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AS someone who is dual trained and spends most of my time in a tertiary peds ED, I understand both sides.  To me the key is your location, resources and established partnerships.  As an ER doctor and ED first, all providers need to be ACLS ready.  If Grandpa drives up to the big red ER sign and arrests, we need to be ready to resuscitate and stabilize.  It's expected of an ER doctor.  Depending on your proximity to an adult or General ED and established relationships, your time with this adult patient may be limited. There are certain adult emergencies that all docs staffing and ED should be ready.  time is muscle and time is brain.  We certainly owe it to adults in trouble to get them to definitive cardiac or neuro care in the established timeframes.  There are so few peds only ED's that are so distant form and adult center that with good relationships and preplanning, 60 minutes door to balloon or 120 minutes to TPA for stroke should be expected.

To stir the pot even further, what about teens(or adults) in labor, particularly those that present with imminent delivery at hand...



-----Original Message-----
From: Pediatric Emergency Medicine Discussion List [mailto:[log in to unmask]] On Behalf Of Chavda, Kamal
Sent: Tuesday, April 22, 2014 3:49 PM
To: [log in to unmask]
Subject: Re: Adult patients in the PED

Hi  Dr. Flood,


The question is not about patient showing up to a pediatric ED. That part is clear---If they show up all they need is screening exam and transfer them appropriately.

The question was --- Hospitals where the pediatric and adult ED are adjacent to each other (separated by doors) the management at several institutions wants pediatric ED to take some of adult ED patients to ease the flow and waiting times etc ( Not to mention- improve customer service satisfaction- PG score)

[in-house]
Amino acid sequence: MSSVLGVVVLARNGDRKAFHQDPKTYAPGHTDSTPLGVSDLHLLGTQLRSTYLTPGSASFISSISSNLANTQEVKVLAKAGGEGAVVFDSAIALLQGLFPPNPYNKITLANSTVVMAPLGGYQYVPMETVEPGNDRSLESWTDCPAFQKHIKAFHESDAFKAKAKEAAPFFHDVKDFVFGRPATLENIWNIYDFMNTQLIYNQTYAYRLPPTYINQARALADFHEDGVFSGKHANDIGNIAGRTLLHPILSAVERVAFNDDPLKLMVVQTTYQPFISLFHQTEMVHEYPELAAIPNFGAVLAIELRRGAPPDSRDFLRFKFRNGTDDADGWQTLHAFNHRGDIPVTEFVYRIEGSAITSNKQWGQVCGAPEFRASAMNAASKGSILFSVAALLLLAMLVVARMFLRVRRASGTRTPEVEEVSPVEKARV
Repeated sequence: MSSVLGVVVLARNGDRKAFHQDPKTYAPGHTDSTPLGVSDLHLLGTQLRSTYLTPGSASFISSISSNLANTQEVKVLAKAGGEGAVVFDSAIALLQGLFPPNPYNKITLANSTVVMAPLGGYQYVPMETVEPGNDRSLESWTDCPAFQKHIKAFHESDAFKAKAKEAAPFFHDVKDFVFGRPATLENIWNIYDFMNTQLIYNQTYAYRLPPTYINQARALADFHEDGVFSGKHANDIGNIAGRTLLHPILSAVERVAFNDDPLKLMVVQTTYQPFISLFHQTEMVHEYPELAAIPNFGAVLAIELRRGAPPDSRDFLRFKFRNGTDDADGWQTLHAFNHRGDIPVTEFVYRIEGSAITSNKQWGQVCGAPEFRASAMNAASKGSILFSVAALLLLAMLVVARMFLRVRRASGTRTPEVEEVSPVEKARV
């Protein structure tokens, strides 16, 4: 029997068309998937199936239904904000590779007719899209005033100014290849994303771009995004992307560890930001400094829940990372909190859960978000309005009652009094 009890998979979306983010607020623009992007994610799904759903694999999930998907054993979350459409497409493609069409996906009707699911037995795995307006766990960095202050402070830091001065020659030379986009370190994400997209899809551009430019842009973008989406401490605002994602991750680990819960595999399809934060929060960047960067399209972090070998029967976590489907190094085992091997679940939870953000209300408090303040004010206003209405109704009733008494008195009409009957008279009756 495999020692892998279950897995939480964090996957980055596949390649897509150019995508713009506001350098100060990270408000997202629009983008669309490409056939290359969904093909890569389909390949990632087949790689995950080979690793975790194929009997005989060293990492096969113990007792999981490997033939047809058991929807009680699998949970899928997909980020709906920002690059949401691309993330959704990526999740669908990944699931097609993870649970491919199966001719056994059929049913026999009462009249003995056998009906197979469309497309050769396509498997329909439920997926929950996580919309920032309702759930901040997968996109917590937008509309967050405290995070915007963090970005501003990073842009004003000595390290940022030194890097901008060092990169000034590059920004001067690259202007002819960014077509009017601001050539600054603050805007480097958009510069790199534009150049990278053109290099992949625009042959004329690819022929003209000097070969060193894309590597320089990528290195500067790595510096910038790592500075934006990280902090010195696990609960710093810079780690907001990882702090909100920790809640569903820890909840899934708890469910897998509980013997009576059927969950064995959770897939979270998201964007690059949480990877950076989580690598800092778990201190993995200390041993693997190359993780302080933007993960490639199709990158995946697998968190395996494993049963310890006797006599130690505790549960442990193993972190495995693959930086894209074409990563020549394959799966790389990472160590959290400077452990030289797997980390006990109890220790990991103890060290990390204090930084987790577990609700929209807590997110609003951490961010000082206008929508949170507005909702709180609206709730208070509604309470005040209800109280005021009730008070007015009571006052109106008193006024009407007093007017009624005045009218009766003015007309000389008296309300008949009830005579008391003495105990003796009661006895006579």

I had to do that sometimes out of courtesy for my adult ED colleagues when they got slammed ( did so very reluctantly and cherry picked patients)

Other than not wanting to see adults as we chose to do pediatrics, my question would be.......

If one is PEM trained  ---What does your malpractice insurance say in terms of age? Does it specify age?  In the event of a law suit could you be on your own?


KKC,MD

________________________________________
From: Pediatric Emergency Medicine Discussion List [[log in to unmask]] on behalf of Robert Flood [[log in to unmask]]
Sent: Tuesday, April 22, 2014 3:02 PM
To: [log in to unmask]
Subject: Re: Adult patients in the PED

Hi everyone:

Regardless of the age range you care for in your ED, this entire conversation really focuses on two issues: Scope of Practice and EMTALA.

EMTALA reigns supreme on all issues as it pertains to EM. As a physician in an ED, you must provide stabilization to the best of your hospital's and your personal capabilities. Since the training, expertise and experience of EM physicians vary greatly, everyone should keep these simple principles in mind.

As such, I give the following advice to my staff:

1) All adult patients who present for care in our ED must have an EMTALA screening examination.
2) The extent of that screening examination is determined by your hospital's and your personal level of comfort of managing that patient to the point of Discharge or Transfer.

For those who feel really uncomfortable managing adult patients, the extent of the medical screening will be much less than for say me, who trained in adult medicine.

Lets not make this more complicated than it needs to be.

Just my two cents.

Bob Flood